International Film Festival Rotterdam (IFFR) announces the first titles in Signatures, the festival’s section for new work by established film auteurs and festival veterans. Among them is the world premiere of Insect by Jan Švankmajer, the influential Czech master of stop-motion animations whose surrealist films have frequently screened at IFFR. The 83-year-old filmmaker and artist has stated that Insect will be his last feature film.
Insect has both animated and acted segments and is based on the satirical misanthropic play Pictures from the Insects’ Life written by the Brothers Čapek in 1921. In the film, amateur actors rehearse for the play’s second act, but as they slowly become one with the characters they start to experience frightening transformations. Švankmajer spent seven years on the preparation for this film, which was partly paid for through crowdfunding and which was selected for IFFR’s CineMart in 2011.
Insect was Švankmajer’s third successful CineMart submission, and he has a long connection with the festival. IFFR has screened most of his short and feature films, and collaborated with the Chabot Museum in 2004 to organise a special exhibition of Jan and Eva Švankmajer’s artwork. The festival also presented an exhibition with artwork related to his film Surviving Life in collaboration with the Czech Centre in Rotterdam in 2010. Festival Director Bero Beyer: “We’re honoured that IFFR will screen the world premiere of Švankmajer’s latest feature film, which stands as a remarkable crown on the work of such an influential auteur and artist. It also beautifully underscores the longstanding tie between the filmmaker and IFFR. We are happy to pay special homage to Jan Švankmajer in recognition of his many wonderful contributions to the festival and the world of cinema.”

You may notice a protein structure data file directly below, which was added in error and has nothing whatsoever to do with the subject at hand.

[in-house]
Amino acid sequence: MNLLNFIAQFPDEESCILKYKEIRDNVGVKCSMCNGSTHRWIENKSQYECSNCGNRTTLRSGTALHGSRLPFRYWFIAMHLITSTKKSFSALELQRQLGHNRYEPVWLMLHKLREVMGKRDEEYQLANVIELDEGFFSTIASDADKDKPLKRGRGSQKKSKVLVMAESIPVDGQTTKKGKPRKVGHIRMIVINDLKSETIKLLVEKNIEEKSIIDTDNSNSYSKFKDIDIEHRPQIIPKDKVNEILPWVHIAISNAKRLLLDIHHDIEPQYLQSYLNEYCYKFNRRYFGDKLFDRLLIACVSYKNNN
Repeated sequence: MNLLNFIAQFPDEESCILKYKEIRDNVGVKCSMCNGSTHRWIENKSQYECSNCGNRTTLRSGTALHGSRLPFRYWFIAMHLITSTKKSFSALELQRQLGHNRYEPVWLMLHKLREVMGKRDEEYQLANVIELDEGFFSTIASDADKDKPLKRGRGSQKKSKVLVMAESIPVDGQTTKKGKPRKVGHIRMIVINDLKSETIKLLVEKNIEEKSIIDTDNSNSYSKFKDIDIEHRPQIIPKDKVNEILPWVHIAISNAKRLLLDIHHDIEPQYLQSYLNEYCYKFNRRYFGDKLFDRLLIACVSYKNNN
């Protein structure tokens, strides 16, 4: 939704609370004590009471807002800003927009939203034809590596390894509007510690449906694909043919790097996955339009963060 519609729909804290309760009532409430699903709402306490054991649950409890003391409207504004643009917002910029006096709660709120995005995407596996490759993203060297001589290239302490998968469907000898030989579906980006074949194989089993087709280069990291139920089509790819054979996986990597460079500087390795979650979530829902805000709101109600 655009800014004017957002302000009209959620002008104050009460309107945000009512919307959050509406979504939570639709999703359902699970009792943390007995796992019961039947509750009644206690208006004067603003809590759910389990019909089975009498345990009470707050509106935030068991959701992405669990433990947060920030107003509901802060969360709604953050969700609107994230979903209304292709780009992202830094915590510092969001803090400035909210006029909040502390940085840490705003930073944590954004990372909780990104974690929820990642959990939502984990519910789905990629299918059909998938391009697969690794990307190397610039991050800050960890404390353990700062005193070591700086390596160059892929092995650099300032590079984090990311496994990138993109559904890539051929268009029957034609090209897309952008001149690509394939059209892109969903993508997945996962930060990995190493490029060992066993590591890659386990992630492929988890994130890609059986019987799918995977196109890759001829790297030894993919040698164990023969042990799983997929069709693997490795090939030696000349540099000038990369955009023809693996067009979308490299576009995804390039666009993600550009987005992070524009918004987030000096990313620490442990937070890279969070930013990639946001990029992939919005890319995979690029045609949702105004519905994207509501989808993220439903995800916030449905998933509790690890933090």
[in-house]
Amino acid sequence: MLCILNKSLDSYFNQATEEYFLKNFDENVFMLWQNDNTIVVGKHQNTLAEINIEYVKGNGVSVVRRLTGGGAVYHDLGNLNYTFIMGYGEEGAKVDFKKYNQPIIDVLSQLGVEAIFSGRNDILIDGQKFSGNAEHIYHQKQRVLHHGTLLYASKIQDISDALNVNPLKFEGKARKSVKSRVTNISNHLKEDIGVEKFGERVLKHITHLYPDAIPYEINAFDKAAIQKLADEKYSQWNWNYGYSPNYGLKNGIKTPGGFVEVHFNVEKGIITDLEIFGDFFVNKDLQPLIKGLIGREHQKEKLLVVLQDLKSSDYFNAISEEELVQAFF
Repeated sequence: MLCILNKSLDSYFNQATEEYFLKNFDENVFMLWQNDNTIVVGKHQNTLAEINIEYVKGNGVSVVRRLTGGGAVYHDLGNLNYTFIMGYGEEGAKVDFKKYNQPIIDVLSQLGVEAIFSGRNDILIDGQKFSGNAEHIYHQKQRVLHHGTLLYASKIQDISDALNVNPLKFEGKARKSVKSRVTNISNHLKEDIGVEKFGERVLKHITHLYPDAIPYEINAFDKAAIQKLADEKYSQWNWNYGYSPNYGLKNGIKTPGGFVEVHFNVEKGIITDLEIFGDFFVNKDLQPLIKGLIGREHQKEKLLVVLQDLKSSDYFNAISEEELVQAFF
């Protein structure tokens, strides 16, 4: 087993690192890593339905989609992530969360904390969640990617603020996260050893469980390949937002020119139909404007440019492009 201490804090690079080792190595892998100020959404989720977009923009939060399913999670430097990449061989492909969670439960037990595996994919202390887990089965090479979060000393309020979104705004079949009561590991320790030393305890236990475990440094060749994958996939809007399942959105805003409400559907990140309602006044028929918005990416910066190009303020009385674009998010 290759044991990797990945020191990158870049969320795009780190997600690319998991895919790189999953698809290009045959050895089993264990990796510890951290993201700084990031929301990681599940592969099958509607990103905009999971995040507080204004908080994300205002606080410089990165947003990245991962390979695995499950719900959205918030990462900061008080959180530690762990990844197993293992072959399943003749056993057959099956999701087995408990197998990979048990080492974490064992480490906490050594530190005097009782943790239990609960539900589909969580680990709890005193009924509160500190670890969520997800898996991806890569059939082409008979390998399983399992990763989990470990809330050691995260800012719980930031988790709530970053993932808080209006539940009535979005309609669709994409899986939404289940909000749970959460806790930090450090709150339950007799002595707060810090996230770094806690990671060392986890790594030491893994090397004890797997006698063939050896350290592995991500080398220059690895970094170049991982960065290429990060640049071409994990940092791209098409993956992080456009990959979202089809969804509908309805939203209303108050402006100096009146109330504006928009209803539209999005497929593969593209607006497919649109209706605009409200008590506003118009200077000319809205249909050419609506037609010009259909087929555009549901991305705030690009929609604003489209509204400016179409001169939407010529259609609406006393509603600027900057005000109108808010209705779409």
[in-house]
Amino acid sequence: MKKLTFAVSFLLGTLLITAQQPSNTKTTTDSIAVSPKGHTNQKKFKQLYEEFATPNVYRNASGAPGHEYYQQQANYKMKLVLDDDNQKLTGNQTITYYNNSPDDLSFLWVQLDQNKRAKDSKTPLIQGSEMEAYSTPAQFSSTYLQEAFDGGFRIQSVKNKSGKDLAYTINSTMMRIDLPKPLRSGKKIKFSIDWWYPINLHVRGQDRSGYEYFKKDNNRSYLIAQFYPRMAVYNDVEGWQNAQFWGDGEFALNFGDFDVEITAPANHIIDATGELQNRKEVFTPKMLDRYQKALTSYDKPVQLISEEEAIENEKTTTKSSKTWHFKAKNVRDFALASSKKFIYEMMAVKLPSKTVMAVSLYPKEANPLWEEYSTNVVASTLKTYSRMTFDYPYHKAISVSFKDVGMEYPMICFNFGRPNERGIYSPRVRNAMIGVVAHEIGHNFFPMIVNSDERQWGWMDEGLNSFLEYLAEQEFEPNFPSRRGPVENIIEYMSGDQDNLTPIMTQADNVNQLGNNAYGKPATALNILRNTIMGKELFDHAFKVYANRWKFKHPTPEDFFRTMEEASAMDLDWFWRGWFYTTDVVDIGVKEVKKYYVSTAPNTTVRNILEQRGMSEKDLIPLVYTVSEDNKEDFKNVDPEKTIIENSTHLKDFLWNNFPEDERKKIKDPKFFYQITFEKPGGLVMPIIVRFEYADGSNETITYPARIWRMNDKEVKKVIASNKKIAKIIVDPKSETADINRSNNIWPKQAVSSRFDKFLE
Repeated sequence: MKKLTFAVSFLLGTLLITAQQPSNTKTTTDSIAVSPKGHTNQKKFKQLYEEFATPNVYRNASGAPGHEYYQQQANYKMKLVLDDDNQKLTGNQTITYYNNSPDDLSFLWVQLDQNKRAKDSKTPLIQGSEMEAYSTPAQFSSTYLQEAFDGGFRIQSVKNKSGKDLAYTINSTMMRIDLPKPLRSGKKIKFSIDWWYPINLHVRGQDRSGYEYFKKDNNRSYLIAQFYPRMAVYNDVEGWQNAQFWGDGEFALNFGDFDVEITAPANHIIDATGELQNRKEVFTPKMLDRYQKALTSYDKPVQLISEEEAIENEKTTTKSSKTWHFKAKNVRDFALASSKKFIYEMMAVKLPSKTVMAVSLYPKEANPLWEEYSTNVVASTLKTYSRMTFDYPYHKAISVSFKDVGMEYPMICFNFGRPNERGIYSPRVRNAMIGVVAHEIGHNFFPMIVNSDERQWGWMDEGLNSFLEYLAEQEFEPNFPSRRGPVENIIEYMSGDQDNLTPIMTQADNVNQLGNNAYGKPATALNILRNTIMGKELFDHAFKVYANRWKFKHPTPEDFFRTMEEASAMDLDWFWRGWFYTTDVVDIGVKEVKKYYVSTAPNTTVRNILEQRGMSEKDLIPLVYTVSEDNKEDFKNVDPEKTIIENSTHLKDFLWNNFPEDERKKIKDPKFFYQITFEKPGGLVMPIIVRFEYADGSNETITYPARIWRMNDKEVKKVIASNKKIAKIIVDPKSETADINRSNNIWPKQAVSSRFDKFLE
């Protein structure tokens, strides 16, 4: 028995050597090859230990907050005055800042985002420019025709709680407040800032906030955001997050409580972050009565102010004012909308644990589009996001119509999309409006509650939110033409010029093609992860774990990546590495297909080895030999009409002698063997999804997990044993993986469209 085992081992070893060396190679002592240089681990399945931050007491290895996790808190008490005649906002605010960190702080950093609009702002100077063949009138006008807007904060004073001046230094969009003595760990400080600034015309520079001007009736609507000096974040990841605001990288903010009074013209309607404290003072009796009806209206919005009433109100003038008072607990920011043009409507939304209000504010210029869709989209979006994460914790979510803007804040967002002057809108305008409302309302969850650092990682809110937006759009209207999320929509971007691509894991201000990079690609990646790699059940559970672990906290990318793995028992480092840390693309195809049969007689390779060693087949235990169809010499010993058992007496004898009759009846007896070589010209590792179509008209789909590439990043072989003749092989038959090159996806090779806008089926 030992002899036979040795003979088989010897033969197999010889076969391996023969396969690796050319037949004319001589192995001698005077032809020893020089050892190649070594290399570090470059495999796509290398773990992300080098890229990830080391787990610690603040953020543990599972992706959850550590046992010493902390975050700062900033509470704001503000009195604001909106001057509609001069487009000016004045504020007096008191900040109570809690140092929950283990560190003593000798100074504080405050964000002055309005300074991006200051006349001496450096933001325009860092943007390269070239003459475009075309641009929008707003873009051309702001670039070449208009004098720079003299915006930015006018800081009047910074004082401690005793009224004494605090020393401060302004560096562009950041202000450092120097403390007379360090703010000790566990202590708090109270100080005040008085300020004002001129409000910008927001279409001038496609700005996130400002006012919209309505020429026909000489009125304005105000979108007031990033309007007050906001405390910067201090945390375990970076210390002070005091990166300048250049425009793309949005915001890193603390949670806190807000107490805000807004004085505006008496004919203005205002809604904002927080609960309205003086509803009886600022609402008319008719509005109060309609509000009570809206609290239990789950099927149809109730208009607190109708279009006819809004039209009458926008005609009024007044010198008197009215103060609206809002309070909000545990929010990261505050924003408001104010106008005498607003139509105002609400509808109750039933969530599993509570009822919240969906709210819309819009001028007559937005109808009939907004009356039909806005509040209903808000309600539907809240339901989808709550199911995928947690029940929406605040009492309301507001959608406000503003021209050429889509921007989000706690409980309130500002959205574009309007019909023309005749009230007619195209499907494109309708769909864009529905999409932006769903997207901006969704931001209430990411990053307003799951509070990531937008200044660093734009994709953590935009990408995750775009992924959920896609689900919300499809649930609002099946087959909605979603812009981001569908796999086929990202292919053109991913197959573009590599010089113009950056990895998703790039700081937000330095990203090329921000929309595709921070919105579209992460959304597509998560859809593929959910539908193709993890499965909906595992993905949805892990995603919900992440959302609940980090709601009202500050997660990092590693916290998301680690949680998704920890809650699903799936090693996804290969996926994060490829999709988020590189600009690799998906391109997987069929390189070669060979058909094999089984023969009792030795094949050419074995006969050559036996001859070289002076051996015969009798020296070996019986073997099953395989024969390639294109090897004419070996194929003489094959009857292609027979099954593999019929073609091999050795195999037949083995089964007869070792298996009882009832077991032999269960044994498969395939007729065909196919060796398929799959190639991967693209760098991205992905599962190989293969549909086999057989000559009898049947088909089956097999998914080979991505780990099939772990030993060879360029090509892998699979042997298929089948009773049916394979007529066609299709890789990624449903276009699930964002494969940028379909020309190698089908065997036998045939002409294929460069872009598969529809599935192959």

IFFR 2018 will be screening more films by the experienced hands of distinctive Signatures maestros. Among them is the world premiere of Asino by internationally renowned Russian theatre director Anatoly Vasiliev, a film deeply rooted in ancient mythological tales in which donkeys are observed as human beings. Another selection is the international premiere of famed experimental artist
Andrew Kötting’s Lek and the Dogs, based on the true story of Ivan Mishukov, who walked out of his Moscow apartment and spent two years living with dogs in the city streets. The international premiere of The Bottomless Bag by Rustam Khamdamov, a legendary voice in Russian cinema, was previously announced – the film is inspired by Akutagawa Ryūnosuke's famous story-within-a-story In a Grove.
Wang Bing’s Mrs. Fang is a story about saying goodbye to a woman who suffers from Alzheimer’s disease but understands that her life is coming to an end. Readers is a new film by American experimental filmmaker James Benning, who is known for using rigorous structures in his work. Readers is no exception: it is composed of just four shots to create portraits of four people reading quietly to themselves, while simultaneously serving as a mirror for the viewers, who sit in parallel stillness. La telenovela errante/The Wandering Soap Opera by
Valeria Sarmiento and the late Raúl Ruiz plays with the idea that the abundance of soap operas is slowly infecting Chilean reality. And L'amant d'un jour/Lover for a Day by Philippe Garrel completes his trilogy of black-and-white films on the vagaries of love, the first two of which also screened at IFFR.